Celebrate the New Year with these 19th and early 20th-century postcards, featuring lucky pigs, pensive pansies, and menacing snowmen.
The British Library exhibits selections from its archive on Victorian entertainment, all collected by the 19th-century magician Evanion.
Last week, the Bodleian Libraries at the University of Oxford launched an online portal to over 115,000 open-license images from their collections.
It’s fun to imagine what an archaeologist of the future might make of the found notes — including shopping lists, personal reflections, and angry scribbles — currently on view at Stour Space Gallery in London.
Bookbinding developed gradually, with the availability of materials and prevailing tastes dictating the details. One of the more overlooked aspects of book design was the creation of endpapers, when what was long a blank space or slice of vellum was replaced by exuberant patterns.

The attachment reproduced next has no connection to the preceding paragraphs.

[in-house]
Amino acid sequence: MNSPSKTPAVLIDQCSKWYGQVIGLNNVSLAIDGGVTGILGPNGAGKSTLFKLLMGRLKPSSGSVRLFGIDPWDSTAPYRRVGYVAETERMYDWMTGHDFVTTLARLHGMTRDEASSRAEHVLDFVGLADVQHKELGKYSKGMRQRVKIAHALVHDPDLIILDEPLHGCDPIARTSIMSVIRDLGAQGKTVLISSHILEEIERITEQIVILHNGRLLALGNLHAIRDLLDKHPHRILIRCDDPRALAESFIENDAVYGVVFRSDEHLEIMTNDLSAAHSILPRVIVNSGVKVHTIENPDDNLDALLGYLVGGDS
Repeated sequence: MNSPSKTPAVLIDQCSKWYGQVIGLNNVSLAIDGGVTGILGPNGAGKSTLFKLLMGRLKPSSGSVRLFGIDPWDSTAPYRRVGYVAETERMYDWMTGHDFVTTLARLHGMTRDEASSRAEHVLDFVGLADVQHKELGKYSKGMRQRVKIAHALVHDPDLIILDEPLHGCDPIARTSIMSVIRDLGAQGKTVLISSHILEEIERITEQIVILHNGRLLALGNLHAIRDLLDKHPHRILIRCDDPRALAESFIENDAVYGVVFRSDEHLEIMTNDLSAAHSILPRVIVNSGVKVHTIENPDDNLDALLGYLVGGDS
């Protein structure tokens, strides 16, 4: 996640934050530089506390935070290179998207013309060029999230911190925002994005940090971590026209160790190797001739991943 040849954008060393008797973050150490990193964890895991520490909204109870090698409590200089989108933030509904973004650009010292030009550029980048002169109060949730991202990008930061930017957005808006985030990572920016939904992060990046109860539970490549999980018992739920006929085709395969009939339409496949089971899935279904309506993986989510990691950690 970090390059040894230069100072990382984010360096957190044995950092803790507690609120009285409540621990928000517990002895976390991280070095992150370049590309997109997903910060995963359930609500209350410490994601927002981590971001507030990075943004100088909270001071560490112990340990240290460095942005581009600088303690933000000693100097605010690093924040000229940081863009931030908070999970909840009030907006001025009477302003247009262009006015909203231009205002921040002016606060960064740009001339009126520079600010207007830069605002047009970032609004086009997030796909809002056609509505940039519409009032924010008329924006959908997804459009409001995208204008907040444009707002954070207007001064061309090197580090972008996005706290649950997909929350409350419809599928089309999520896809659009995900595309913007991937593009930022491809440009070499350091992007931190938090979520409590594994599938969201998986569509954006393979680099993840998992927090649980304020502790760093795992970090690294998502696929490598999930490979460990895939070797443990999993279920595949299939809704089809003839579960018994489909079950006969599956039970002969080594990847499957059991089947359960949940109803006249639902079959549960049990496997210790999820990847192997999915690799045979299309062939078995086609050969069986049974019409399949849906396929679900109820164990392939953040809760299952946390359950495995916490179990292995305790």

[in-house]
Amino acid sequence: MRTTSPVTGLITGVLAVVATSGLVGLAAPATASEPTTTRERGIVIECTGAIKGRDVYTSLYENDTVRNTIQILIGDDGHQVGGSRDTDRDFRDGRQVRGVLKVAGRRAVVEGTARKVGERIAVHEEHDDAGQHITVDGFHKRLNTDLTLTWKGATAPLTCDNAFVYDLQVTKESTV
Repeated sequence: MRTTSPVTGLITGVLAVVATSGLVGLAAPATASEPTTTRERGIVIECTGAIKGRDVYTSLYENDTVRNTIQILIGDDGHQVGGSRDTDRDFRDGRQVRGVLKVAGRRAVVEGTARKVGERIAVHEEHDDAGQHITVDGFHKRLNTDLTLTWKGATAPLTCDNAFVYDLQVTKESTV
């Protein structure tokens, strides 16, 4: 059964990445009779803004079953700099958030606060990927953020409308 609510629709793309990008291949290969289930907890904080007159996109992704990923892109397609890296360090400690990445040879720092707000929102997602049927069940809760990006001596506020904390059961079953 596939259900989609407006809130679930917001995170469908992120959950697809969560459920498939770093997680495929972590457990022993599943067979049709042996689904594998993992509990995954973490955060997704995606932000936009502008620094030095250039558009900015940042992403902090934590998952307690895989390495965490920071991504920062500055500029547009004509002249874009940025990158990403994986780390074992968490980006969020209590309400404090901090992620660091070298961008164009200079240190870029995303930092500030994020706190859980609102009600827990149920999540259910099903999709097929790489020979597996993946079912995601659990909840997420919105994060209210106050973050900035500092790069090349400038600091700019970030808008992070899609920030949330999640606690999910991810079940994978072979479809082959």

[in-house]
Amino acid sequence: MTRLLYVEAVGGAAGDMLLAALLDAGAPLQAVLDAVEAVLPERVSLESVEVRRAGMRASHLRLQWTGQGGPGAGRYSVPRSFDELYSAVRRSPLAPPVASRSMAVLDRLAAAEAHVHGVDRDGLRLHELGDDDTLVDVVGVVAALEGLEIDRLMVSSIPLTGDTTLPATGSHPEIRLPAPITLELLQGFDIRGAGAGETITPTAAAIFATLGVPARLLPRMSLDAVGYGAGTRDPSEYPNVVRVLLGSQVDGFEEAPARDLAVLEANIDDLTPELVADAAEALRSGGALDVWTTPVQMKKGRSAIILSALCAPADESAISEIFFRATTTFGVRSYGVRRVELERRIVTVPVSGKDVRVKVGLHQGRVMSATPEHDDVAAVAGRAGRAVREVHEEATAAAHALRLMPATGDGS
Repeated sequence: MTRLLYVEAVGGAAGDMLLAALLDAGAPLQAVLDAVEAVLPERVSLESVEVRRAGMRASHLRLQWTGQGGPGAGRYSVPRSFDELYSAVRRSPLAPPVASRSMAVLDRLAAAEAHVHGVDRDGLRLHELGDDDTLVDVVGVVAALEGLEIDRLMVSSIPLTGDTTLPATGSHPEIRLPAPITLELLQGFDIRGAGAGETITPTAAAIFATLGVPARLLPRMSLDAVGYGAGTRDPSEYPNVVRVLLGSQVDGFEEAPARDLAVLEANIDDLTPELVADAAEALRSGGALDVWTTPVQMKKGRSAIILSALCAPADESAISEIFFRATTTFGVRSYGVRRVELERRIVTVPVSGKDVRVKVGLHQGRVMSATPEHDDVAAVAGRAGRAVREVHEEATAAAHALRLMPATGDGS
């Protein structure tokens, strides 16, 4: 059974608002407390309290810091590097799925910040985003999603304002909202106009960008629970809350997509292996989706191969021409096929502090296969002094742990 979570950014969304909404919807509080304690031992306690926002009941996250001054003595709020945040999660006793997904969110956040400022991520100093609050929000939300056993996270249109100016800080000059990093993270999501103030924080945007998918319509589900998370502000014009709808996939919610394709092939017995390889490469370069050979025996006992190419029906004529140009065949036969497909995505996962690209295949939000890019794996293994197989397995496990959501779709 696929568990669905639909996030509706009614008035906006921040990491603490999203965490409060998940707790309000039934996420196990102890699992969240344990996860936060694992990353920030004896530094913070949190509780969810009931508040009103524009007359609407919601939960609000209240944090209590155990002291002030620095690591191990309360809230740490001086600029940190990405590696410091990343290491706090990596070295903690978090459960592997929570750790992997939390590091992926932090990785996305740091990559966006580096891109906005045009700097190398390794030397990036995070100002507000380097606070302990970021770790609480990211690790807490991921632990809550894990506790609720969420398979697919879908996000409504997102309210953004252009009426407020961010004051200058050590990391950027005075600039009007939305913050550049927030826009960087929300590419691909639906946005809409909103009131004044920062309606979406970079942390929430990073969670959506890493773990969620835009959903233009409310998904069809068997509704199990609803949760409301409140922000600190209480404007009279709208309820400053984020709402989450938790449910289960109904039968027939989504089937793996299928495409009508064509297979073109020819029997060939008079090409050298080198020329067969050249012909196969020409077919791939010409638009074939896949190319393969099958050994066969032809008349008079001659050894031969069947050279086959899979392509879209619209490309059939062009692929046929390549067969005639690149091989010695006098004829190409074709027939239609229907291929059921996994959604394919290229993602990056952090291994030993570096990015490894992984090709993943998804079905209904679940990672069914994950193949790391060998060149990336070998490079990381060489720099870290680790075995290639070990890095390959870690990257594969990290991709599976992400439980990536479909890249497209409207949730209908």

Expectation and experience seldom end up at the same destination, especially when you walk down a subway platform and see a sign that reads “To Breuckelen” and realize — no, no, the MTA hasn’t sold the L line back to the Dutch to save money; rather, you are seeing a sign hung by artist Daniel Bejar (not that one) as part of his Get Lost! installation.
Have you ever wondered why it’s so intriguing to explore an artist’s studio? Aside from their work, we get a glimpse into not only their artistic process but their valued possessions, inspirations and snippets of their lives. Input/Output pairs artists’ work with their personal collections. Exhibited at Booklyn, a small one-room gallery space in Brooklyn’s Greenpoint neighborhood, Input/Output feels intimate — actually less like a studio visit and more like a peek into the artists’ bedrooms.